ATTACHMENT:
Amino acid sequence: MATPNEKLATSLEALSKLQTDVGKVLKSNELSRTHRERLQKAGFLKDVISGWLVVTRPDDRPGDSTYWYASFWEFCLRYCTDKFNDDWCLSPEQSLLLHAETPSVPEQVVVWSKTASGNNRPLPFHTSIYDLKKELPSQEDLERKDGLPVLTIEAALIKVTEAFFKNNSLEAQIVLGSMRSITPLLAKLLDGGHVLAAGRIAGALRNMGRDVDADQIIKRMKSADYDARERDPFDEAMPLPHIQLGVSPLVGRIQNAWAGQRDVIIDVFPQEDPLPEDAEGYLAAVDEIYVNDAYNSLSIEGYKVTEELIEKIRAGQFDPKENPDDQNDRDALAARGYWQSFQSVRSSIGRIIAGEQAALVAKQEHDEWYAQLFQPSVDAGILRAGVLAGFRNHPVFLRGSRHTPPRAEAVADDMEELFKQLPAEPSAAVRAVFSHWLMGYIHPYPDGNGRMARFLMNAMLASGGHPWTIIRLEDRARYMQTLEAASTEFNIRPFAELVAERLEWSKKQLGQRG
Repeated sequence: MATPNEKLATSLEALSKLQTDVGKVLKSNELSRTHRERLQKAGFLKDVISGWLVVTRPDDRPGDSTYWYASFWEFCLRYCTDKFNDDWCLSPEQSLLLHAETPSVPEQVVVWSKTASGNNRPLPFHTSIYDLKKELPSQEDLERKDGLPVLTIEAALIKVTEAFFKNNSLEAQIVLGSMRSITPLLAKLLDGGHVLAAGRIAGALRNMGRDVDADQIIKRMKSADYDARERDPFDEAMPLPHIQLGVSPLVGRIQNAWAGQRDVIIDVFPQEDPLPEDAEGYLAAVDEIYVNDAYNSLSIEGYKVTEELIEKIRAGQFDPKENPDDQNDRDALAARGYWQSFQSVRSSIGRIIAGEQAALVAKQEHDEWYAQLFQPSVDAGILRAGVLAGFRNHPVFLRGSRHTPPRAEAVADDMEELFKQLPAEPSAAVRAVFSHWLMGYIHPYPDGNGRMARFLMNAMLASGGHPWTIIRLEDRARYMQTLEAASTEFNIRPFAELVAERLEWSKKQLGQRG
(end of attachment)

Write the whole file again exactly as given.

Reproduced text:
Amino acid sequence: MATPNEKLATSLEALSKLQTDVGKVLKSNELSRTHRERLQKAGFLKDVISGWLVVTRPDDRPGDSTYWYASFWEFCLRYCTDKFNDDWCLSPEQSLLLHAETPSVPEQVVVWSKTASGNNRPLPFHTSIYDLKKELPSQEDLERKDGLPVLTIEAALIKVTEAFFKNNSLEAQIVLGSMRSITPLLAKLLDGGHVLAAGRIAGALRNMGRDVDADQIIKRMKSADYDARERDPFDEAMPLPHIQLGVSPLVGRIQNAWAGQRDVIIDVFPQEDPLPEDAEGYLAAVDEIYVNDAYNSLSIEGYKVTEELIEKIRAGQFDPKENPDDQNDRDALAARGYWQSFQSVRSSIGRIIAGEQAALVAKQEHDEWYAQLFQPSVDAGILRAGVLAGFRNHPVFLRGSRHTPPRAEAVADDMEELFKQLPAEPSAAVRAVFSHWLMGYIHPYPDGNGRMARFLMNAMLASGGHPWTIIRLEDRARYMQTLEAASTEFNIRPFAELVAERLEWSKKQLGQRG
Repeated sequence: MATPNEKLATSLEALSKLQTDVGKVLKSNELSRTHRERLQKAGFLKDVISGWLVVTRPDDRPGDSTYWYASFWEFCLRYCTDKFNDDWCLSPEQSLLLHAETPSVPEQVVVWSKTASGNNRPLPFHTSIYDLKKELPSQEDLERKDGLPVLTIEAALIKVTEAFFKNNSLEAQIVLGSMRSITPLLAKLLDGGHVLAAGRIAGALRNMGRDVDADQIIKRMKSADYDARERDPFDEAMPLPHIQLGVSPLVGRIQNAWAGQRDVIIDVFPQEDPLPEDAEGYLAAVDEIYVNDAYNSLSIEGYKVTEELIEKIRAGQFDPKENPDDQNDRDALAARGYWQSFQSVRSSIGRIIAGEQAALVAKQEHDEWYAQLFQPSVDAGILRAGVLAGFRNHPVFLRGSRHTPPRAEAVADDMEELFKQLPAEPSAAVRAVFSHWLMGYIHPYPDGNGRMARFLMNAMLASGGHPWTIIRLEDRARYMQTLEAASTEFNIRPFAELVAERLEWSKKQLGQRG